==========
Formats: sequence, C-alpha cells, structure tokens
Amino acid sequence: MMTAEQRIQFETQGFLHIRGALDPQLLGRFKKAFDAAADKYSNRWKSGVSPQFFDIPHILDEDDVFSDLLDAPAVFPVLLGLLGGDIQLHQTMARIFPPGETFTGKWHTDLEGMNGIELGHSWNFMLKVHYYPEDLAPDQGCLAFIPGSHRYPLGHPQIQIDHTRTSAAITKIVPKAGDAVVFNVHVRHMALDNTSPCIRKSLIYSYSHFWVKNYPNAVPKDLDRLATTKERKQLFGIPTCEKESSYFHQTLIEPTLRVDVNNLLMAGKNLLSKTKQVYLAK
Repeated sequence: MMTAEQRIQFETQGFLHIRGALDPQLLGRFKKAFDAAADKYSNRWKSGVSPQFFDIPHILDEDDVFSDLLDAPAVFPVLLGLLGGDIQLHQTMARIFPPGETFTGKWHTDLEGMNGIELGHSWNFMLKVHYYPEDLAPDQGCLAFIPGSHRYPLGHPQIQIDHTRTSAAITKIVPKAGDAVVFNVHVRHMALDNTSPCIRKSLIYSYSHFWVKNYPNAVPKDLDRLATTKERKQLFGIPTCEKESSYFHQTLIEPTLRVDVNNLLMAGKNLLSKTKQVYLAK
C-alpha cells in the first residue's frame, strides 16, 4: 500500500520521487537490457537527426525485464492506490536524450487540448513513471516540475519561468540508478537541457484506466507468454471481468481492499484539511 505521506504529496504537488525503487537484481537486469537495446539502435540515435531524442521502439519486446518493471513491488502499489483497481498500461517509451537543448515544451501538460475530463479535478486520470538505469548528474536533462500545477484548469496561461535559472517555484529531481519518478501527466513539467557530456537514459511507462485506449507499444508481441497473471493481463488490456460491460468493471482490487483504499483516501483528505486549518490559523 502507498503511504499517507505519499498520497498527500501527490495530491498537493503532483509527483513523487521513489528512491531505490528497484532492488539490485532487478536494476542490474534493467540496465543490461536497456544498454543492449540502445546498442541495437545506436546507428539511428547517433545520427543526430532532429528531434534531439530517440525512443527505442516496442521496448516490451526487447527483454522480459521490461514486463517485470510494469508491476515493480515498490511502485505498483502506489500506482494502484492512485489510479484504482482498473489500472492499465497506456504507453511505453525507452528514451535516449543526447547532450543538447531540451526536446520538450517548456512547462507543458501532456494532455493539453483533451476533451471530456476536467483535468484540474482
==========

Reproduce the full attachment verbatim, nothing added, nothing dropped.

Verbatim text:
Formats: sequence, C-alpha cells, structure tokens
Amino acid sequence: MMTAEQRIQFETQGFLHIRGALDPQLLGRFKKAFDAAADKYSNRWKSGVSPQFFDIPHILDEDDVFSDLLDAPAVFPVLLGLLGGDIQLHQTMARIFPPGETFTGKWHTDLEGMNGIELGHSWNFMLKVHYYPEDLAPDQGCLAFIPGSHRYPLGHPQIQIDHTRTSAAITKIVPKAGDAVVFNVHVRHMALDNTSPCIRKSLIYSYSHFWVKNYPNAVPKDLDRLATTKERKQLFGIPTCEKESSYFHQTLIEPTLRVDVNNLLMAGKNLLSKTKQVYLAK
Repeated sequence: MMTAEQRIQFETQGFLHIRGALDPQLLGRFKKAFDAAADKYSNRWKSGVSPQFFDIPHILDEDDVFSDLLDAPAVFPVLLGLLGGDIQLHQTMARIFPPGETFTGKWHTDLEGMNGIELGHSWNFMLKVHYYPEDLAPDQGCLAFIPGSHRYPLGHPQIQIDHTRTSAAITKIVPKAGDAVVFNVHVRHMALDNTSPCIRKSLIYSYSHFWVKNYPNAVPKDLDRLATTKERKQLFGIPTCEKESSYFHQTLIEPTLRVDVNNLLMAGKNLLSKTKQVYLAK
C-alpha cells in the first residue's frame, strides 16, 4: 500500500520521487537490457537527426525485464492506490536524450487540448513513471516540475519561468540508478537541457484506466507468454471481468481492499484539511 505521506504529496504537488525503487537484481537486469537495446539502435540515435531524442521502439519486446518493471513491488502499489483497481498500461517509451537543448515544451501538460475530463479535478486520470538505469548528474536533462500545477484548469496561461535559472517555484529531481519518478501527466513539467557530456537514459511507462485506449507499444508481441497473471493481463488490456460491460468493471482490487483504499483516501483528505486549518490559523 502507498503511504499517507505519499498520497498527500501527490495530491498537493503532483509527483513523487521513489528512491531505490528497484532492488539490485532487478536494476542490474534493467540496465543490461536497456544498454543492449540502445546498442541495437545506436546507428539511428547517433545520427543526430532532429528531434534531439530517440525512443527505442516496442521496448516490451526487447527483454522480459521490461514486463517485470510494469508491476515493480515498490511502485505498483502506489500506482494502484492512485489510479484504482482498473489500472492499465497506456504507453511505453525507452528514451535516449543526447547532450543538447531540451526536446520538450517548456512547462507543458501532456494532455493539453483533451476533451471530456476536467483535468484540474482